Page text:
Let's Reminisce: More watermelon stories
By Jerry Lincecum
Jul 24, 2018
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My recent column about watermelon season prompted several readers to share some of their memories.  Bill Brown of Denison has sent me some seed for Black Diamond melons.  He had an uncle who raised them near Colbert, OK, as large as 100 pounds.  He said “We used to get a number 3 washtub, fill if with water and put a block of Ice in it, add a ripe Black Diamond or Georgia Rattlesnake melon; then wait overnight, and boy you talk about good eating!”

John Arriazola of Sherman recalled that his father owned several fruit stands in Houston and sold a lot of melons each summer.  On one occasion he sent John on a truck to Hempstead, which used to call itself the “Watermelon Capitol of Texas.”  In the middle of a field, John stood atop the truck cab, and as far as he could see there were beautiful Black Diamond melons.

Rebecca Shirley’s family lived on a sandy land farm in far north Fannin County, where they made a living raising peanuts and watermelons.  Both crops required a great deal of cultivation.  When the melon vines were fairly young. before they began to spread out, her daddy would run the cultivator between the rows to keep down the crab grass, which would take over if not cut down by the plow or a hoe.

Later, when the vines began to run and before they bloomed and put on little melons, Rebecca and her dad would take a day to work the melons.  She used a hoe handle to lift the vines and move them into a straight row, leaving the "middles" wide enough for either the disc or the cultivator to plow up the grass.  Then, after he went by with the tractor, she had to spread the vines back out again.

Her dad usually planted Black Diamonds, which did well on their soil and were favored by customers.  When watermelon season was in full force, on Sunday afternoons many people would drive the Fannin County circle, connecting Bonham, Honey Grove, and Telephone.  Several farmers had melon stands in their front yards, and customers came back year after year.

One year Rebecca’s son and his cousin came to stay with their grandparents for a few weeks in the summer.  Her dad built a little shed for them beside the highway close to the house.  The boys advertised by putting small signs along the road in both directions.  At the end of each day, they would take the money to their granddad and he would keep some of it for "expenses," letting the boys divide the remainder.  That was a good way for them to learn how to earn money by working.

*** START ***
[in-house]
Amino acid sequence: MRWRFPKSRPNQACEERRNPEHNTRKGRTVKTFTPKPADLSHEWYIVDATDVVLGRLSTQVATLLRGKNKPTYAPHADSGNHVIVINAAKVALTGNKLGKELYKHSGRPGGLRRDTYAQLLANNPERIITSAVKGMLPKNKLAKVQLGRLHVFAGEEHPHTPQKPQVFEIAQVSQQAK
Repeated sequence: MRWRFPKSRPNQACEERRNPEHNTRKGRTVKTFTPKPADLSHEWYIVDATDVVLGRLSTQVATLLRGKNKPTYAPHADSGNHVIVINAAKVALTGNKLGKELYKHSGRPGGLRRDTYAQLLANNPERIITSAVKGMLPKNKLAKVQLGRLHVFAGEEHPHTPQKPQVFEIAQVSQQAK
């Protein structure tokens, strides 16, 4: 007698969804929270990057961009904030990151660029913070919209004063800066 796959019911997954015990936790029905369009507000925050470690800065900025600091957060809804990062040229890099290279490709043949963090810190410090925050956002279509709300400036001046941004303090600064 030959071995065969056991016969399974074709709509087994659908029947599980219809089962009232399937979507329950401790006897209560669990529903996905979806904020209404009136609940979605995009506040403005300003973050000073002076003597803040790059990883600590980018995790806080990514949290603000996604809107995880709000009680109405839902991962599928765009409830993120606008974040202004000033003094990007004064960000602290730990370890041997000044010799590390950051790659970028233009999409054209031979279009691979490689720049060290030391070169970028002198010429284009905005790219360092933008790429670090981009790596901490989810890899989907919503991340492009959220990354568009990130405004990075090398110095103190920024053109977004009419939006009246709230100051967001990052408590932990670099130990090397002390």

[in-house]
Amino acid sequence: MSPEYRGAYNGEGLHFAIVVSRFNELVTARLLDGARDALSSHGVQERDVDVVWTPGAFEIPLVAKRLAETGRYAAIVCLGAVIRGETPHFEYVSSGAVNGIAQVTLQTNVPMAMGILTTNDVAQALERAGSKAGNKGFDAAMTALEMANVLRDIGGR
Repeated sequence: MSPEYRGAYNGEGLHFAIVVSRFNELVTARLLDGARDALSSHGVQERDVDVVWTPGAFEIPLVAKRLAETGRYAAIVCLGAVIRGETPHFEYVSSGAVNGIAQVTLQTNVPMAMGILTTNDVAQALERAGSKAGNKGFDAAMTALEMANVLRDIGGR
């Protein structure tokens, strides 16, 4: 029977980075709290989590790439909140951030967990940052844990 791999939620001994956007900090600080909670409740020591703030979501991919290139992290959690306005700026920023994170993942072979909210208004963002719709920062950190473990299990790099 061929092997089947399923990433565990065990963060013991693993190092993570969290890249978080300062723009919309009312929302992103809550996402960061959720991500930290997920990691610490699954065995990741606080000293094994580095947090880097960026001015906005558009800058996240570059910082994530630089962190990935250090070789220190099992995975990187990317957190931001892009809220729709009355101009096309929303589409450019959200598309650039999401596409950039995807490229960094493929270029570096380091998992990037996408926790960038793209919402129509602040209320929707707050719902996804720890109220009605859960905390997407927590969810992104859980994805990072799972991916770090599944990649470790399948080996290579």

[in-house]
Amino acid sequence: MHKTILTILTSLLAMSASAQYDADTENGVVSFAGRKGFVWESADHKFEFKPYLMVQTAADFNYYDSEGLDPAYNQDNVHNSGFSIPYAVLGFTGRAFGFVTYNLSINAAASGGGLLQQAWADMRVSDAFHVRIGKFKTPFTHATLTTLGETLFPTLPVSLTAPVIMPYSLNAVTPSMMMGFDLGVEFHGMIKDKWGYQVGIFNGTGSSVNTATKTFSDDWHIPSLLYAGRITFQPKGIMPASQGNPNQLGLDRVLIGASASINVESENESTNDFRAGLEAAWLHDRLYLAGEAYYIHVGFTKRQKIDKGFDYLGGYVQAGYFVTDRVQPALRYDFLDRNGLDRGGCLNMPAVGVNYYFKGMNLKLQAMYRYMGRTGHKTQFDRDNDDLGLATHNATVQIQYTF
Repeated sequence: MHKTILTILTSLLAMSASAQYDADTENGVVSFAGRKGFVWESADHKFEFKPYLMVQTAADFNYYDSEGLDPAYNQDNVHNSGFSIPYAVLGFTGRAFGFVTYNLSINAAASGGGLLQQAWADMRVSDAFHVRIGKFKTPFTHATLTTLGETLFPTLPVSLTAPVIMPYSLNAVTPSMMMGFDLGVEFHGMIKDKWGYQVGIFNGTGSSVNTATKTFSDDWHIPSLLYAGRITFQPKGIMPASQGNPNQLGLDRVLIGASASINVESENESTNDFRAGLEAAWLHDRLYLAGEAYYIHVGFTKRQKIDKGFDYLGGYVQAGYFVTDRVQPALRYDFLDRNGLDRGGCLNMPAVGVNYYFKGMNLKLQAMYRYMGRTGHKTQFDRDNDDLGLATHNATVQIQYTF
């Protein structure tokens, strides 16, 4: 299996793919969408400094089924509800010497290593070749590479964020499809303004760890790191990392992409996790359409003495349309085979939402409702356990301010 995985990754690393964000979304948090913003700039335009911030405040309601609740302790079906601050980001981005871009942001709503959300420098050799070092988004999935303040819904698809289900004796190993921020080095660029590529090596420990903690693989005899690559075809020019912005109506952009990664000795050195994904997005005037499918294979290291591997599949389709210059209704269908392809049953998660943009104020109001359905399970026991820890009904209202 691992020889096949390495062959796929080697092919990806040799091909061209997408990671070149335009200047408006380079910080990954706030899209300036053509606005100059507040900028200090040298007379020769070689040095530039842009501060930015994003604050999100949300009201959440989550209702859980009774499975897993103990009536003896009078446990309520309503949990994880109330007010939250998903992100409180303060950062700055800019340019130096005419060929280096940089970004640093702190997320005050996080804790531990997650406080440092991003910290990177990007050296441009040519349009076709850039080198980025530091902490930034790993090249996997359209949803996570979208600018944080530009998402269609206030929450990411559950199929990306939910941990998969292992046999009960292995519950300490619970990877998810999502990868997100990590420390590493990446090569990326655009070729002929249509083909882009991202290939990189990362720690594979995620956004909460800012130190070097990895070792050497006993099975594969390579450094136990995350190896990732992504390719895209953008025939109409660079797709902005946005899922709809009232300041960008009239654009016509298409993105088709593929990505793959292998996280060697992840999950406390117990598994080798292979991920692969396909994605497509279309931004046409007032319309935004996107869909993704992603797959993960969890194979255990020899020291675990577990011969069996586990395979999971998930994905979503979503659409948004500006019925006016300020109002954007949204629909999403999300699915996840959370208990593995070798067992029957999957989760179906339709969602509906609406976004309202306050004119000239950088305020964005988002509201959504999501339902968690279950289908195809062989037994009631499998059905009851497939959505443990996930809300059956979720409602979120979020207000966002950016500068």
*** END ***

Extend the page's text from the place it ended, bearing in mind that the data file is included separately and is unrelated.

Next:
I also gained some valuable work experience derived from selling watermelons.  At the age of 16, I was asked by the superintendent of my school whether I would be interested in a summer job of “keeping the scales” in Marquez.  He went on to explain that the public scales were open only during the watermelon season for use by local farmers who sold pickup loads of melons to truckers.  My pay would be half of the fees I collected from those who used the scales.  After discussing this offer with my parents, I accepted the job.

It provided me an interesting change of pace from doing farm jobs, but the most important thing I learned was that a few people will take unfair advantage of others, especially a young, naïve boy.  The market for watermelons was limited that year, and only one farmer sold melons by the big truckload.  By the end of the season he owed me about $200 for weighing fees.  Despite repeated efforts to collect, I never saw a penny of what he owed, which meant that my total earnings for the summer were miniscule.  It was a hard lesson, but I needed to learn that not everyone can be trusted.

Jerry Lincecum is a retired Austin College professor who now teaches classes for older adults who want to write their life stories.  He welcomes your reminiscences on any subject: